What is the name above all names? Is it a Greek or a Jewish name? Doesn’t a disciple of His have the right to know the very name and pronunciation given by the angel Gabriel (Luke 1:31), when he brought such good news to the virgin Miriam (Mary)?
Or when the Master spoke His name from heaven to Paul on the road to Damascus, what name did He use, since Paul said that he heard an utterance from His mouth? “And when we had all fallen to the ground, I heard a voice saying to me in the Hebrew dialect, ‘Saul, Saul, why are you persecuting Me? It is hard for you to kick against the goads.’ And I said, ‘Who are You, Lord?’ And the Lord said, ‘I am Jesus whom you are persecuting’” (Acts 22:14; 26:14-15). Surely the apostle Paul was not puzzled over language when told “Arise, and be baptized, and wash away your sins, calling on His name” (Acts 22:16).
What then was the utterance of His mouth that proclaimed His name, since He spoke in Hebrew? Many names are promoted these days: Y’Shua, Yeshua, Yahshua, Joshua, Yehoshua. Shouldn’t we be able to know His name? “And there is salvation in no one else, for there is no other name under heaven given among men, by which we must be saved” (Acts 4:12). Should not a man be called by the same name all over the world?
Who is Iesous?
Hundreds of times in the New Testament the Greek name Iesous is translated as Jesus. But if you have ever read an older King James Bible you might have noticed something odd in Acts 7:45. In his speech to the Jewish council, Stephen refers to the man who led Israel into the Promised Land as Jesus, not Joshua! Is this an error?
Well, yes and no, since the Greek name in verse 45 is Iesous, the same word translated as Jesus everywhere else. But Stephen could not possibly have been referring to anyone else but the leader Joshua who took over after Moses. For immediately afterwards, in verse 59, Stephen cried out when being stoned, “Lord Jesus, receive my spirit!” Again the name is Iesous in the Greek. Was Stephen crying out to the historical figure Joshua, long dead, to save him, or was he calling upon the Son of God, since both names in the Greek are Iesous? So what does Iesous mean, Jesus or Joshua? Was Stephen, a man so righteous that heaven opened up at his martyrdom, was he so overcome by the stress of the moment that he couldn’t tell a long-dead forefather from the Messiah seated upon His throne?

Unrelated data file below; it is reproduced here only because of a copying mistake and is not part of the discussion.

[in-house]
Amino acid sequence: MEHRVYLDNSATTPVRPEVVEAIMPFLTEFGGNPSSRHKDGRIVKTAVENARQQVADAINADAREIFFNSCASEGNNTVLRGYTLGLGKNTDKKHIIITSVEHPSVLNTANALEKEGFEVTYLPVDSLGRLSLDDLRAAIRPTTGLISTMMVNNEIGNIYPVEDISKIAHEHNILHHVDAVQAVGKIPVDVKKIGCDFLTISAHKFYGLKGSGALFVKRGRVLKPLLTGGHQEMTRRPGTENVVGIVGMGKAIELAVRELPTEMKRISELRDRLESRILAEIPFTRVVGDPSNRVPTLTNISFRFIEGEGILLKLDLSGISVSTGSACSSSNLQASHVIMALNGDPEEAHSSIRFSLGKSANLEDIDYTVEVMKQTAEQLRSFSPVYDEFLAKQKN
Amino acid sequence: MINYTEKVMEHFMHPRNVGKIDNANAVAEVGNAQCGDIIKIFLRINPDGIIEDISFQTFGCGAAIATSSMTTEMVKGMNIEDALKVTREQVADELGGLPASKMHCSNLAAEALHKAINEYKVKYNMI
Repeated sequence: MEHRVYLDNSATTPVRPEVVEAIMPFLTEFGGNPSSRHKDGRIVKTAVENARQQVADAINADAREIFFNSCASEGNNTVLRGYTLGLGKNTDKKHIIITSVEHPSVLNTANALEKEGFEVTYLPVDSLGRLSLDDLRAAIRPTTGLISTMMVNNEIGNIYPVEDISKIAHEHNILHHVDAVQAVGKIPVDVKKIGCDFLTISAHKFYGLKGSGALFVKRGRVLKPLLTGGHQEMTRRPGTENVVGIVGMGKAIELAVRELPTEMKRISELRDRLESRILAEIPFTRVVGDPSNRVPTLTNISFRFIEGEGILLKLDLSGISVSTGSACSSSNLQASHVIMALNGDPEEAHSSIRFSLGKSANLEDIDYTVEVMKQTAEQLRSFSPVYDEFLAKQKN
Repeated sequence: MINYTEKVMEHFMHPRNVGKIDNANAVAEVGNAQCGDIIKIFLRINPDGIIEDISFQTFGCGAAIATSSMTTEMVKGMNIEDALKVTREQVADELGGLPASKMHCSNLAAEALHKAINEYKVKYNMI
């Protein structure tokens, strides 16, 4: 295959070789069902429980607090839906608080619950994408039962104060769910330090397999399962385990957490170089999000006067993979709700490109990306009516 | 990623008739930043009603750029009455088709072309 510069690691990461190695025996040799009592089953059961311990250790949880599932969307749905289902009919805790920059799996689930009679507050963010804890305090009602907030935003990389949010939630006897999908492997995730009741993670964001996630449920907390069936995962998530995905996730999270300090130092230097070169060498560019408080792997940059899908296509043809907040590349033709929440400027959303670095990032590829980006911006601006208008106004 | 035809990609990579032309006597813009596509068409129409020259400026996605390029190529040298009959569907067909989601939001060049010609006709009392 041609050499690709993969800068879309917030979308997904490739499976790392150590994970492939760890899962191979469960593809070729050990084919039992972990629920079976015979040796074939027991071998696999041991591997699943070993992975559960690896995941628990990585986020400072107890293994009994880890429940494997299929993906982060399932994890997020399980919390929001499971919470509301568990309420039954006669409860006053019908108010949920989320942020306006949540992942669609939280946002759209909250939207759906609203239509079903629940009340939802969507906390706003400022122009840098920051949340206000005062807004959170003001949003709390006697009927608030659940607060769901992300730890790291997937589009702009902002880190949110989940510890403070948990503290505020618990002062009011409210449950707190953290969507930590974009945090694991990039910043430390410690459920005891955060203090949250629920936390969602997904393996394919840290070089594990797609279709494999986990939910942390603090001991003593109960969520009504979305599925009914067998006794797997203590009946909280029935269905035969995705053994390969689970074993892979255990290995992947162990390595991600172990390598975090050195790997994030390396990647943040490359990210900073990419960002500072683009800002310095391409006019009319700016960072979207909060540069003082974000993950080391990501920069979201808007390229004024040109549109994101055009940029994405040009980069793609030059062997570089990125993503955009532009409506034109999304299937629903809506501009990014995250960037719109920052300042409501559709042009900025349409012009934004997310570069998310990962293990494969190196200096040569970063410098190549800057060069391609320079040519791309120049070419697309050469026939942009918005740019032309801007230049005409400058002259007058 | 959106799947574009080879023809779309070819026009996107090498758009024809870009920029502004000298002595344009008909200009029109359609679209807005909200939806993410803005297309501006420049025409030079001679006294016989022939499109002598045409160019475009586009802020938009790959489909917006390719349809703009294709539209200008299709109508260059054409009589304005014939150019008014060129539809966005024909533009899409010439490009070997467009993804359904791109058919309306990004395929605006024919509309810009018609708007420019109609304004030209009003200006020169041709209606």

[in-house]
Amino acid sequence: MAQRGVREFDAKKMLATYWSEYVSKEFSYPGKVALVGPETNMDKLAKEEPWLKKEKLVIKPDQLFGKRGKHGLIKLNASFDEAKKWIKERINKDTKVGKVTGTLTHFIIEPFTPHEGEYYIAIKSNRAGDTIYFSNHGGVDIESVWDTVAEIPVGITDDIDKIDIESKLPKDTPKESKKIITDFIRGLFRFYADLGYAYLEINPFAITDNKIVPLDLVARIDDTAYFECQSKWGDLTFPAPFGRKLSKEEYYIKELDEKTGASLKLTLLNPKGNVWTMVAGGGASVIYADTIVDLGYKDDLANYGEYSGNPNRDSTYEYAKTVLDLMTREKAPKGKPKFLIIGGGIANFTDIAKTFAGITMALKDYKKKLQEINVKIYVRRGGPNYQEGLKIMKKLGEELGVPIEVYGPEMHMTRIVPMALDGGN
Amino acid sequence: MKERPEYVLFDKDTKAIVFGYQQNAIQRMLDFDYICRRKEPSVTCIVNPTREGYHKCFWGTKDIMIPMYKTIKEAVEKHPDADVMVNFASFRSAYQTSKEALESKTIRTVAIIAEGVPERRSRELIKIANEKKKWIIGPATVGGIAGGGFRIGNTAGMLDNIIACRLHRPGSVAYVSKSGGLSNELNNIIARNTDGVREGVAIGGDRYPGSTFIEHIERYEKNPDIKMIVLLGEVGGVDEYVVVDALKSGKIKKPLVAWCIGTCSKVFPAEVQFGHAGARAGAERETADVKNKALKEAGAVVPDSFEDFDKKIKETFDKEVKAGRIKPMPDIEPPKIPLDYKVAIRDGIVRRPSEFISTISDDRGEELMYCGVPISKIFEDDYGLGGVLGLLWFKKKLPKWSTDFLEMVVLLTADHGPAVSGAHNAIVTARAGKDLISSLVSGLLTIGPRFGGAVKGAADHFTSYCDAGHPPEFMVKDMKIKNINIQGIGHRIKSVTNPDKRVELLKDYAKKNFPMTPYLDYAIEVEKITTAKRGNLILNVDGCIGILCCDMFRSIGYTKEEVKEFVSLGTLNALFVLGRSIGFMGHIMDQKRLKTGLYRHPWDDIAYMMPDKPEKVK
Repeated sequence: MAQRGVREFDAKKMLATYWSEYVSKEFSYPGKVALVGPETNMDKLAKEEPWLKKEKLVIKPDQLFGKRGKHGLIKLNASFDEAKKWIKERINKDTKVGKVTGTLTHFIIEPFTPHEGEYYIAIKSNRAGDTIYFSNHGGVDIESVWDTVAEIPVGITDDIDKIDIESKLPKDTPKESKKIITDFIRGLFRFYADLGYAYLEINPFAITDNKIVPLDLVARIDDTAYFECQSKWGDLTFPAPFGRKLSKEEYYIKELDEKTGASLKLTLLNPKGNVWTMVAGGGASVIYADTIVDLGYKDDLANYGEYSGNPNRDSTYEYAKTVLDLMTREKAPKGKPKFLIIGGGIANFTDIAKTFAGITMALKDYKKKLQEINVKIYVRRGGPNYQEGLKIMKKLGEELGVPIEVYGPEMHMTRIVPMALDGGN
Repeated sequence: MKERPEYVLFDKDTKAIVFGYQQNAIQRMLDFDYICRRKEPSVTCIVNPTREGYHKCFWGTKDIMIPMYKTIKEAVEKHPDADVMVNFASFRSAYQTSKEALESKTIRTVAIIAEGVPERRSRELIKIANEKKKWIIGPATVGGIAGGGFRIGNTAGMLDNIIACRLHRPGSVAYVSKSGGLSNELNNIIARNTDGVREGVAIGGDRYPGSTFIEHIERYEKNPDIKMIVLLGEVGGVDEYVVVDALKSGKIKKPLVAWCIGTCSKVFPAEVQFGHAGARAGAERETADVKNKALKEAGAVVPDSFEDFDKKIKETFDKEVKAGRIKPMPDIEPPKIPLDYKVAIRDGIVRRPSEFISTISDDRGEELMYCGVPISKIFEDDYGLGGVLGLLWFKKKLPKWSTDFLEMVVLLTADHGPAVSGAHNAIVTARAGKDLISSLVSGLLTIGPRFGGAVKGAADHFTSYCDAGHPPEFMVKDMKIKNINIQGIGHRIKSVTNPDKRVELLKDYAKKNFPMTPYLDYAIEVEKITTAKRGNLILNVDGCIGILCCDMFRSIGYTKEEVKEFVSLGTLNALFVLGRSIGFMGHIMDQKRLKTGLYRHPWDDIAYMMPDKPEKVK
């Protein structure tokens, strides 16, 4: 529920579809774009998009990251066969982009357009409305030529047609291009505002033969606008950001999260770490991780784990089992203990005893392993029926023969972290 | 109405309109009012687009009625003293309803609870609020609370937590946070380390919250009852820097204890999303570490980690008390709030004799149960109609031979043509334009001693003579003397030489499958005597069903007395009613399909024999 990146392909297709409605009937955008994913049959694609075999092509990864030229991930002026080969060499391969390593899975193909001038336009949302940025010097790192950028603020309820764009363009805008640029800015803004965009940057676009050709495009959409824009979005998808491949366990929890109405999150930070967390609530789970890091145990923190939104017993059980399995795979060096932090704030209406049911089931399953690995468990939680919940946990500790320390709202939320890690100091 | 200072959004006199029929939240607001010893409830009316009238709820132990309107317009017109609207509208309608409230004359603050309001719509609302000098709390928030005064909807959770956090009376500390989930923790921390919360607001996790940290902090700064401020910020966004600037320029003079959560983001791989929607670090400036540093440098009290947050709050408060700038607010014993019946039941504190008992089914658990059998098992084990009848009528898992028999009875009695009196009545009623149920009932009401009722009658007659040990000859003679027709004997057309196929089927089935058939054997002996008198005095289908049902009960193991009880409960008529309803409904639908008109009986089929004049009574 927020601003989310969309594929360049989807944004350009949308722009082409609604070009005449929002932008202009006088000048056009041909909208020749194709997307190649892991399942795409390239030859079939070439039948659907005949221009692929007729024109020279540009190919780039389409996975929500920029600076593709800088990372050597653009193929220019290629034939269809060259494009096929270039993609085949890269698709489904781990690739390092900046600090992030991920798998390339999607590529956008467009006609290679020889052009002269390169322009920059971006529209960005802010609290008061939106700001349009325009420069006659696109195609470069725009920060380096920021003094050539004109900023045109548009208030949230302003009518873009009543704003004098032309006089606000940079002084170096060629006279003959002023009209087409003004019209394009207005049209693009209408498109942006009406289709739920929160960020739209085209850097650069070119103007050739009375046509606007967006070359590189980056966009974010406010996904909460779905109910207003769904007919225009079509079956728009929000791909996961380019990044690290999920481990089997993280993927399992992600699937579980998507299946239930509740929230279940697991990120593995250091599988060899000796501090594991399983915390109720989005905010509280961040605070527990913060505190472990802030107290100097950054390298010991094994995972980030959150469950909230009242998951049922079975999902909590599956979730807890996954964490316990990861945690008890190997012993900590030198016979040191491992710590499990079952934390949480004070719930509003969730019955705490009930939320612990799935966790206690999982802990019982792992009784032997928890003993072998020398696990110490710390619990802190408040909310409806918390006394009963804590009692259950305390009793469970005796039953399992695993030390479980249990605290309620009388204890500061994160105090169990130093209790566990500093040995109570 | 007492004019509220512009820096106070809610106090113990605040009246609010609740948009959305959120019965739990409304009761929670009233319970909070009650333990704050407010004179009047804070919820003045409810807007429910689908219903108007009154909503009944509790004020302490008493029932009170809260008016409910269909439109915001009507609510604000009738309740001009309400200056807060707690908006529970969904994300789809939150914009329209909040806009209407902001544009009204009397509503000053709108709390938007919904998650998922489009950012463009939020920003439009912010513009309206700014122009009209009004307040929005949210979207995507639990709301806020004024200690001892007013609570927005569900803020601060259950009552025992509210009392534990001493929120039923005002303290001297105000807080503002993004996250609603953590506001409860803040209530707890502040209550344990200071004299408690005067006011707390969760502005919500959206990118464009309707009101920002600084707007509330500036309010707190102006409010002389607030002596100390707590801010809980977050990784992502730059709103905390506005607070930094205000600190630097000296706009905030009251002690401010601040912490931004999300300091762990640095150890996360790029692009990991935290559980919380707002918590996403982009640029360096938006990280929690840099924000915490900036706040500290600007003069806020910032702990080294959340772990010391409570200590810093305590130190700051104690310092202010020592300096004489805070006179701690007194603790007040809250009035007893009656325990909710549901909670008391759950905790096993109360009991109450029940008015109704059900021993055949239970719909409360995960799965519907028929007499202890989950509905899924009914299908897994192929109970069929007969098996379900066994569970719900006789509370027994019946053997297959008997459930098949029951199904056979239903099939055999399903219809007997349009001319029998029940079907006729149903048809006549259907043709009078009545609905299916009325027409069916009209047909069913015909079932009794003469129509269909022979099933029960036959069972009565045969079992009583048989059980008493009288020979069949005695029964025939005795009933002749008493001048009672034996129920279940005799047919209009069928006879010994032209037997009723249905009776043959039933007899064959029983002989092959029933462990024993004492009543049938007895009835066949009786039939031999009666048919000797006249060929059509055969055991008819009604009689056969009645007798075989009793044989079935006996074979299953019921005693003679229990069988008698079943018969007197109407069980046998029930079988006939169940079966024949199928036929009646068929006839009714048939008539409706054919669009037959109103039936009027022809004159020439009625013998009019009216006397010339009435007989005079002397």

Jesus or Joshua?
Modern translations of the Scriptures, and even recent revisions of the King James version, have noticed this contradiction and changed the name in Acts 7:45 to Joshua so that it makes sense. (The same problem is found in Hebrews 4:8 also.) But where did these translators get their authority to change the Scriptures? Is it through integrity and honesty that Iesous is translated Jesus, except when it obviously has to mean Joshua? Or are the traditions of men so strong that translators can take liberties with the Word of God?
At least the translators of the original King James Version were consistent enough to translate Iesous as Jesus in Acts 7 even when it made no sense.
So if the new translations change Jesus to Joshua in Acts 7:45 and Hebrews 4:8, why didn’t they also change Jesus to Joshua in all the other Scriptures where they found the name Iesous? In Acts 7:45 the name Iesous is obviously Joshua, and could not possibly refer to anyone else. Isn’t the name Iesous really Joshua everywhere it is found? Isn’t His name really Joshua instead of Jesus? If it would be tampering with the Scriptures to change Jesus the Savior’s name back to Joshua, would it not also be tampering with the Scriptures to change Jesus back to Joshua in Acts 7 and Hebrews 4? It’s all the same word — Iesous! We want to know God’s mind about these things, because it doesn’t make sense that the translators would change the Holy Scriptures in one place and not the other. Not wishing to disturb tradition, do they hang onto the name Jesus for the sake of selling Bibles? For certain, one thing is true. Miriam and Yoseph (Mary and Joseph in English) named the child just as the angel commanded them. Would the angel speak to them in Hebrew or did he speak Greek? Everything would be more understandable if he spoke Greek to them. Then Jesus was exactly what came out of his mouth and we today pronounce His name exactly as the angel did. Except that there is no “J” sound in Greek ... or Hebrew ... or even English until the 1500’s.